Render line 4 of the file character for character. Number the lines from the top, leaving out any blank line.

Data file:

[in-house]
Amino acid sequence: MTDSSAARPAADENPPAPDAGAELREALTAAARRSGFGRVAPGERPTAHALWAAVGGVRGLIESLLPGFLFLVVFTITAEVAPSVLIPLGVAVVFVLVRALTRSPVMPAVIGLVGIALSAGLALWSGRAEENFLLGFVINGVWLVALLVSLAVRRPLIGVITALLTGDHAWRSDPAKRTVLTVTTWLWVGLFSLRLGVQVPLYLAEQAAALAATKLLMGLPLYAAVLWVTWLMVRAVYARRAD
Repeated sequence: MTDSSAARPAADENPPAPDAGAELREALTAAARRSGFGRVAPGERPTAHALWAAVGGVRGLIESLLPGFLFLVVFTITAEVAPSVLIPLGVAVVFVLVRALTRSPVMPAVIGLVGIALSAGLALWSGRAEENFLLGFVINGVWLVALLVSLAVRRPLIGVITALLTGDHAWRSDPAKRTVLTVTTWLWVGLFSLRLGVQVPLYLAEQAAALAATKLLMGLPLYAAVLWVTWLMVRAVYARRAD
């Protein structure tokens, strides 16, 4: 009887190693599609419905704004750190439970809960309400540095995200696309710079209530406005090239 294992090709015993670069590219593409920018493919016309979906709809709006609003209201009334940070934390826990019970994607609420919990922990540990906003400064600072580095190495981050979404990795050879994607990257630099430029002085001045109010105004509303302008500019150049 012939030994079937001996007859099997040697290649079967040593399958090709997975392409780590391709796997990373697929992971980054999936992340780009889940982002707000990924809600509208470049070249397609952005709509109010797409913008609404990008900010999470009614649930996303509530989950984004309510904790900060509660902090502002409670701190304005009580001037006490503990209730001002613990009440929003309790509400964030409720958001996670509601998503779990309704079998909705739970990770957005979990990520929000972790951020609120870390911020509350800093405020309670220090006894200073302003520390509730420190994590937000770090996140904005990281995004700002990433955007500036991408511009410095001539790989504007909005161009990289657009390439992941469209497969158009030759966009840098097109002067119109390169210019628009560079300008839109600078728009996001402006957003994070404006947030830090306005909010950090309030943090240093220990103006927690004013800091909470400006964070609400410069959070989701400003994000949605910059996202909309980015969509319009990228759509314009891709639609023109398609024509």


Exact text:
């Protein structure tokens, strides 16, 4: 009887190693599609419905704004750190439970809960309400540095995200696309710079209530406005090239 294992090709015993670069590219593409920018493919016309979906709809709006609003209201009334940070934390826990019970994607609420919990922990540990906003400064600072580095190495981050979404990795050879994607990257630099430029002085001045109010105004509303302008500019150049 012939030994079937001996007859099997040697290649079967040593399958090709997975392409780590391709796997990373697929992971980054999936992340780009889940982002707000990924809600509208470049070249397609952005709509109010797409913008609404990008900010999470009614649930996303509530989950984004309510904790900060509660902090502002409670701190304005009580001037006490503990209730001002613990009440929003309790509400964030409720958001996670509601998503779990309704079998909705739970990770957005979990990520929000972790951020609120870390911020509350800093405020309670220090006894200073302003520390509730420190994590937000770090996140904005990281995004700002990433955007500036991408511009410095001539790989504007909005161009990289657009390439992941469209497969158009030759966009840098097109002067119109390169210019628009560079300008839109600078728009996001402006957003994070404006947030830090306005909010950090309030943090240093220990103006927690004013800091909470400006964070609400410069959070989701400003994000949605910059996202909309980015969509319009990228759509314009891709639609023109398609024509």